The year 2010 will see millions of soccer fans from all over the world visiting our country. It is a landmark year that many South Africans have been looking forward to with expectations to host the best ever FIFA World Cup. But the real and meaningful benefits of hosting the world's largest sporting event will only come after 2010...
This will be the first ever African FIFA World Cup and the biggest sporting spectacular in the world. South Africa's successful hosting of the FIFA Confederations Cup, the DLF Indian Premier League and the British Lions Tour last year, re-confirmed the country's readiness to host the World Cup.
The World Cup gives South Africans a once-in-a-lifetime chance to showcase our country as a tourism destination. This includes our people, our natural and cultural heritage and our world-class infrastructure. One of the lasting benefits of the World Cup, is that all of these things fill us all with a sense of pride, which encourages social unity and patriotism.
The World Cup is expected to attract about three million visitors to our country and a television audience of about 30 billion people. This exposure will provide an unmatched opportunity to market our country as a wonderful place for tourists to visit.
Tourism resulting from the World Cup will bring about R15,6 billion into the country. The World Cup will contribute a further R50 billion to the economy from construction investment alone.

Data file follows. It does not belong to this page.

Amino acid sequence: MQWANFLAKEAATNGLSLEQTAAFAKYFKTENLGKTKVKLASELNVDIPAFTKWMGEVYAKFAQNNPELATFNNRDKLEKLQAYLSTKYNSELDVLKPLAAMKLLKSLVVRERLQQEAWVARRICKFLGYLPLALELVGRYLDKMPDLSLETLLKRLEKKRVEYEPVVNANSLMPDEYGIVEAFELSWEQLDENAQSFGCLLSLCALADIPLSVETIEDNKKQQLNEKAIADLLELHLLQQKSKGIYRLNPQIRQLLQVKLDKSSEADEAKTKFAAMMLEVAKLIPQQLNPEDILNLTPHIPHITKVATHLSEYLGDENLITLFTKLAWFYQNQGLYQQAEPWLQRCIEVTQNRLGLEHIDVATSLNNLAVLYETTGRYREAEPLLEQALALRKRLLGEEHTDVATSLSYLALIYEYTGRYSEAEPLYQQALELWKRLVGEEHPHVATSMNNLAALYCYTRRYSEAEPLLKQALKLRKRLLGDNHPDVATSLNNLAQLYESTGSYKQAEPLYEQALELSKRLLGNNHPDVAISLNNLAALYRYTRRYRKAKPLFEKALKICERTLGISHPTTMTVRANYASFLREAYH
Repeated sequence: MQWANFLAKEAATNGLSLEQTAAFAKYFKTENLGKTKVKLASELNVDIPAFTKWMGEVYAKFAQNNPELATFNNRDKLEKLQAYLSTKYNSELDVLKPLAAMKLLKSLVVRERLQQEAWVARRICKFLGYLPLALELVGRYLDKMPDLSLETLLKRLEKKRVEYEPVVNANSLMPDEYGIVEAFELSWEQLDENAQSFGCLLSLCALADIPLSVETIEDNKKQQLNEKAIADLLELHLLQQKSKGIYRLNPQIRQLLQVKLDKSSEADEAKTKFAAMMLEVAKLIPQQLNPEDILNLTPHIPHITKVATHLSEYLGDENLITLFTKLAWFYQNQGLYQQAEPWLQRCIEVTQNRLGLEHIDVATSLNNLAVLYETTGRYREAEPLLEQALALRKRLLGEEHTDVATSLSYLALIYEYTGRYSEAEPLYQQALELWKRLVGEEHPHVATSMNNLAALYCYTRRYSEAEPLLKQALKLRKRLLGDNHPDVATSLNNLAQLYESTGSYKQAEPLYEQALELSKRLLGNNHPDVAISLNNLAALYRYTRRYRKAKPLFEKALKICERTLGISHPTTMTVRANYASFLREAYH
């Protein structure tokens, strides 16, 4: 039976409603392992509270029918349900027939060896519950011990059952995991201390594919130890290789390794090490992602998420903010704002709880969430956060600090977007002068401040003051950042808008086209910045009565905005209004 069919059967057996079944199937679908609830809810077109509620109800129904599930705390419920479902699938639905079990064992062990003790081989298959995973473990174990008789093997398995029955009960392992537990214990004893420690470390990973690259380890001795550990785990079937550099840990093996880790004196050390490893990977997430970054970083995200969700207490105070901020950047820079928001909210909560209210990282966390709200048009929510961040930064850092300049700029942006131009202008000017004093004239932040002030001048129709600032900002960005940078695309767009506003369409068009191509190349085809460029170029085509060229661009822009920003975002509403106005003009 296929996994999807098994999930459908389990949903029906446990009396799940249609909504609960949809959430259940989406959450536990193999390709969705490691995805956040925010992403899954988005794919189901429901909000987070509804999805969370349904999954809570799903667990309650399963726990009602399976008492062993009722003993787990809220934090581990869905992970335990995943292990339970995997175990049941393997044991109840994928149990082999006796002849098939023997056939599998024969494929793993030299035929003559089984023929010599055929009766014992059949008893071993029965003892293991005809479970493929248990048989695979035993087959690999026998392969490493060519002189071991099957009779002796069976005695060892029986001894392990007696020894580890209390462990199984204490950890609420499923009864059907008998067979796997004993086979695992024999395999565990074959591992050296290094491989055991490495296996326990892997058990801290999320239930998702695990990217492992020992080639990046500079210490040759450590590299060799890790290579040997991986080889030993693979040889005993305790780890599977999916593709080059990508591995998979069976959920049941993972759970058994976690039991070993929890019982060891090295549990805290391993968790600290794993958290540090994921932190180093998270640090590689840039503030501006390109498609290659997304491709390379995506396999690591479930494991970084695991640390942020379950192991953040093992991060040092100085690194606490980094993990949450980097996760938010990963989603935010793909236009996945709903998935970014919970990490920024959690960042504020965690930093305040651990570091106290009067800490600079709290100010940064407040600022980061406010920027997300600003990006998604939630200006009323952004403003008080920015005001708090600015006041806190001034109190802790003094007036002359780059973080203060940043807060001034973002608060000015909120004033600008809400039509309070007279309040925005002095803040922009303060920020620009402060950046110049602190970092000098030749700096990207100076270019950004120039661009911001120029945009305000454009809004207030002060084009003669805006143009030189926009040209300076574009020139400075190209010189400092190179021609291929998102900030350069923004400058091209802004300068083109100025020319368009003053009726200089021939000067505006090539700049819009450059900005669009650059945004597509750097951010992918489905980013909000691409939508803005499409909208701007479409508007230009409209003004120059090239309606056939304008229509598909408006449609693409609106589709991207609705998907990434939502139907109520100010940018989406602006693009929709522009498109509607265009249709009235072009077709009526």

Between 2006 and this year, the public sector has invested a lot of money in things like stadiums, transport, telecommunications, safety and security and infrastructure for ports of entry. Billions have also been invested in hotel and resort developments by the tourism industry.
All these investments will leave a lasting legacy long after 2010. In addition, the hosting of the World Cup has brought many opportunities for small businesses and emerging tourism entrepreneurs.
A modern public transport system - in the form of the Bus Rapid Transit (BRT) system and the Gautrain rapid rail link - is seen as one of the most important legacies that will benefit South Africans long after the World Cup.
In addition to this, the police is increasing its permanent staff from 55 000 to over 190 000. Police reservists will be increased from 45 000 to 100 000 by this year. South Africa has also upgraded its broadcast network. This includes a R1 billion switch-over from analogue signal to digital terrestrial television (DTT) and an upgrade of telecommunications infrastructure. Growth can be expected to continue after the tournament.
- Mbulelo Baloyi